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Acta Neurol Scand. 1993 Apr;87(4):299-308.

Alzheimer's disease compared with cerebrovascular dementia. Neuropsychological similarities and differences.

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Chair of Neurologic Rehabilitation, University of Catania, Italy.


Forty-eight patients with a clinical diagnosis of Alzheimer's disease, 30 patients with cerebrovascular dementia, and 48 normal controls were assessed with a battery of neuropsychological tests designed to measure the following cognitive processes: orientation to time and place, memory, visual-perceptual and constructional skills, language, conceptualization, attention, and executive functions (planning, self-regulation and fine motor coordination). The differences detected were in orientation to time and place, in immediate and delayed recall of a short story, and in naming in which the patients with Alzheimer's disease were significantly disadvantaged. Vice versa, in attention processes, self-regulation, planning, and fine motor coordination tasks the patients with cerebrovascular dementia were more severely impaired; these disturbances resemble some of those occurring in frontal lobe syndromes.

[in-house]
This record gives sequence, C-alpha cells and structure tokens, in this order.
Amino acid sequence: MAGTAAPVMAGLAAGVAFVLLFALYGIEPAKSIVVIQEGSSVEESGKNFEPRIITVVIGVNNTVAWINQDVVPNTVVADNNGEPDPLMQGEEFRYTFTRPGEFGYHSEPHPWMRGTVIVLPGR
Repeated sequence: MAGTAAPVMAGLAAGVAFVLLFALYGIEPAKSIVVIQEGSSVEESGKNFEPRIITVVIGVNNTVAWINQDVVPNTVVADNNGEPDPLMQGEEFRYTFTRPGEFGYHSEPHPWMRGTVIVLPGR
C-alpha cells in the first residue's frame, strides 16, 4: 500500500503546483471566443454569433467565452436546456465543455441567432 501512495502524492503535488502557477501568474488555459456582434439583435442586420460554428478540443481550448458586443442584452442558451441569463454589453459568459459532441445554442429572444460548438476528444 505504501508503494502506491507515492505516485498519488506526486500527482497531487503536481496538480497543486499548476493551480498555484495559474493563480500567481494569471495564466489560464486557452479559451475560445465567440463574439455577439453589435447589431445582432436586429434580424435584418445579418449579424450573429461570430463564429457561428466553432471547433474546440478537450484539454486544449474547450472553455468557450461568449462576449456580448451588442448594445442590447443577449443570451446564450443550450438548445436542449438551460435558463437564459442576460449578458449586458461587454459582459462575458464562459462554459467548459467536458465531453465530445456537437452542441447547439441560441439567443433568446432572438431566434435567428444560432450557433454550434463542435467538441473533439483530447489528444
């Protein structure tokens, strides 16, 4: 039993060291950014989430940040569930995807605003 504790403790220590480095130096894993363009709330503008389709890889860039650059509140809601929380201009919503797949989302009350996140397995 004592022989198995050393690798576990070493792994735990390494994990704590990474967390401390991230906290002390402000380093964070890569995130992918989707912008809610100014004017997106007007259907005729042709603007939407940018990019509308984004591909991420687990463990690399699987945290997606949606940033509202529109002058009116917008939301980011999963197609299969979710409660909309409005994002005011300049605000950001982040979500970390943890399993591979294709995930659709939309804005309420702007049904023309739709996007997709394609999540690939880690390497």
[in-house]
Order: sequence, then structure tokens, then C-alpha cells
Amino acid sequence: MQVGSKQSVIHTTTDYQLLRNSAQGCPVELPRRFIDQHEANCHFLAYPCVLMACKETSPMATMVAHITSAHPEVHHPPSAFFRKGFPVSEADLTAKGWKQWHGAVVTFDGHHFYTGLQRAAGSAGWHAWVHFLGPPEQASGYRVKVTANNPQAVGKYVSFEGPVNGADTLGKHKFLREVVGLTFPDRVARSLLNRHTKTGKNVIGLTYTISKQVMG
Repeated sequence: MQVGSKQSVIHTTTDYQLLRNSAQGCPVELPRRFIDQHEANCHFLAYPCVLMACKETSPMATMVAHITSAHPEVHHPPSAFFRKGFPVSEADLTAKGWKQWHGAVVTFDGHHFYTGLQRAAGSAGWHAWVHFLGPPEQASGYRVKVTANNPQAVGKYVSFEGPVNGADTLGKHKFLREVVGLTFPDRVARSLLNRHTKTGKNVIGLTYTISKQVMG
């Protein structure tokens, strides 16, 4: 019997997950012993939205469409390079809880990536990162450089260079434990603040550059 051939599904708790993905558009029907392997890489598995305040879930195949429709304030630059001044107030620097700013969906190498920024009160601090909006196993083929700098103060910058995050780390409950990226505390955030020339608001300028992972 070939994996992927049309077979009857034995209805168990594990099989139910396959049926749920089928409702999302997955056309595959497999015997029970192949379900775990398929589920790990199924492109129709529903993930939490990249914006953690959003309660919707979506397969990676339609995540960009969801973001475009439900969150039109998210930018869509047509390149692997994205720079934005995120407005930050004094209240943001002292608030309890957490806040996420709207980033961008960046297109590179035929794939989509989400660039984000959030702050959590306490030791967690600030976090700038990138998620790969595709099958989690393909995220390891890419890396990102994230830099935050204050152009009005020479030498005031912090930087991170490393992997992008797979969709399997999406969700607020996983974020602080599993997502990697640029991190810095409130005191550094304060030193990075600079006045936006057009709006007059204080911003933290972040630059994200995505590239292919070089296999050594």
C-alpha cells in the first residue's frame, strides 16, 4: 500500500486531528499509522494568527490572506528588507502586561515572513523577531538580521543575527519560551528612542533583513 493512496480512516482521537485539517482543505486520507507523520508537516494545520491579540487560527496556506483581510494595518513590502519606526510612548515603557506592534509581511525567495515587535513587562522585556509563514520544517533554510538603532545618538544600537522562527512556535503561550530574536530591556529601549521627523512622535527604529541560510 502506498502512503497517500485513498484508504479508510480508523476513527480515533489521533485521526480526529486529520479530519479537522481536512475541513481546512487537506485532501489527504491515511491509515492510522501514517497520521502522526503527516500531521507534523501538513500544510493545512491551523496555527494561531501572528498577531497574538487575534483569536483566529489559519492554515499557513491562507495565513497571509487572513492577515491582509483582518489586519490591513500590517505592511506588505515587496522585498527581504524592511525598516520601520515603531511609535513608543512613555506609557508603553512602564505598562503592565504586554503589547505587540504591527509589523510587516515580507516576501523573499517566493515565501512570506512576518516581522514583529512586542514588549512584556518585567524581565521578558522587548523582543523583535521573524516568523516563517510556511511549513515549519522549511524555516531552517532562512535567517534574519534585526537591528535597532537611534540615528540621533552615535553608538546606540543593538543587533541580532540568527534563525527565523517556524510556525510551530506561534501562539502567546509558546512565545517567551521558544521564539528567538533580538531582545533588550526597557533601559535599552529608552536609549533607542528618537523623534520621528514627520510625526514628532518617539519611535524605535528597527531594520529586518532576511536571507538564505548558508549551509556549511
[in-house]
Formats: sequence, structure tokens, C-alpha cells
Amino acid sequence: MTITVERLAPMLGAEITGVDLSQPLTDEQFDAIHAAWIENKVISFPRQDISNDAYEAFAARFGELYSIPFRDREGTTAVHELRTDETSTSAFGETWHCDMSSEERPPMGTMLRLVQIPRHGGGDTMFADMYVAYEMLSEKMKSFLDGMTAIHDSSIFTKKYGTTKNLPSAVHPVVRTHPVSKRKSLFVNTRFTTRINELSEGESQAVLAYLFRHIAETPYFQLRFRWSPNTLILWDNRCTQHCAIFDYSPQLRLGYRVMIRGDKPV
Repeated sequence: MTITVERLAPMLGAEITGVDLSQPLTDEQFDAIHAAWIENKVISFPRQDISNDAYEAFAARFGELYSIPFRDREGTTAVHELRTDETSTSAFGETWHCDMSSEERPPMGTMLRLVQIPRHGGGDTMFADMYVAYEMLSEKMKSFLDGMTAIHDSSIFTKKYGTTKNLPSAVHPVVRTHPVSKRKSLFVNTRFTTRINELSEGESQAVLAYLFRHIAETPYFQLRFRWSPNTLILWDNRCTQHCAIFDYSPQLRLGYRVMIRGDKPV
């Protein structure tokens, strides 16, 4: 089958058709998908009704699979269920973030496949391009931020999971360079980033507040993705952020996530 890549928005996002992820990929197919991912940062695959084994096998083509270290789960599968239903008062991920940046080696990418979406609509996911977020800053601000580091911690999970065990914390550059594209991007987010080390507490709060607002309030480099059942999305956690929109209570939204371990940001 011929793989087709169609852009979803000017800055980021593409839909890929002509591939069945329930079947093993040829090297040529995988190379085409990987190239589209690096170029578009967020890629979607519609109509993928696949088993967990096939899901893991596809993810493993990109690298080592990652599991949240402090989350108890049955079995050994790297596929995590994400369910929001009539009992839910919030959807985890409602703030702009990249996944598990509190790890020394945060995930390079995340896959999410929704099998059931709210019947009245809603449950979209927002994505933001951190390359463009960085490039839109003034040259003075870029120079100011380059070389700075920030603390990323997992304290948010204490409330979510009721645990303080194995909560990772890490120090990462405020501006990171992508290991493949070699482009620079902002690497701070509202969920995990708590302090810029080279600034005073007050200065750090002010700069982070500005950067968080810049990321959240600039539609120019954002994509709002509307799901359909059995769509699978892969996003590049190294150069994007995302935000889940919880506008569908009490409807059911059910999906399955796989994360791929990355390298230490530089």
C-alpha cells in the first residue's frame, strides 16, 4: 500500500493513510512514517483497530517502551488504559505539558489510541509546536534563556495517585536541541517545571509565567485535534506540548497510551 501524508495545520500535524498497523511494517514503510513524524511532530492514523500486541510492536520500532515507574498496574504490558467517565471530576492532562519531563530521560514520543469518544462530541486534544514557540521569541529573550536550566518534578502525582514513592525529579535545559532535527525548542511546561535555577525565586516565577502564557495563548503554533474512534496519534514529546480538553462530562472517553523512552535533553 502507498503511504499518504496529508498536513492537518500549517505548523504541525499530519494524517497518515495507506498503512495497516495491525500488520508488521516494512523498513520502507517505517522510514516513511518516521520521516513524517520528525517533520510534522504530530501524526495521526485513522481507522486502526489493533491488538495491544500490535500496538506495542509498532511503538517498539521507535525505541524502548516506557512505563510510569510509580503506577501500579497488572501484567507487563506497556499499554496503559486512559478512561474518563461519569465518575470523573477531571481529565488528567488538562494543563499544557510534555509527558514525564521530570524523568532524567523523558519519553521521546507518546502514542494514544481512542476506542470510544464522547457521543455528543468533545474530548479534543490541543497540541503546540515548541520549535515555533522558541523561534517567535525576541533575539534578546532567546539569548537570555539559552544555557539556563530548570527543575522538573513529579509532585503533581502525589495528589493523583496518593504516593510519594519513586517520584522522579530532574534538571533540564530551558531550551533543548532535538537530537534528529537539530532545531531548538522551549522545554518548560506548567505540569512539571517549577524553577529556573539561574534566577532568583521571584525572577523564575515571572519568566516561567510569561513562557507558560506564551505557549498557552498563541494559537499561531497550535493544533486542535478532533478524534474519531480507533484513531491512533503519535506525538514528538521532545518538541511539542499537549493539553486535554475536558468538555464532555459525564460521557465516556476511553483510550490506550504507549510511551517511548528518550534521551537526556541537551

[Indexed for MEDLINE]

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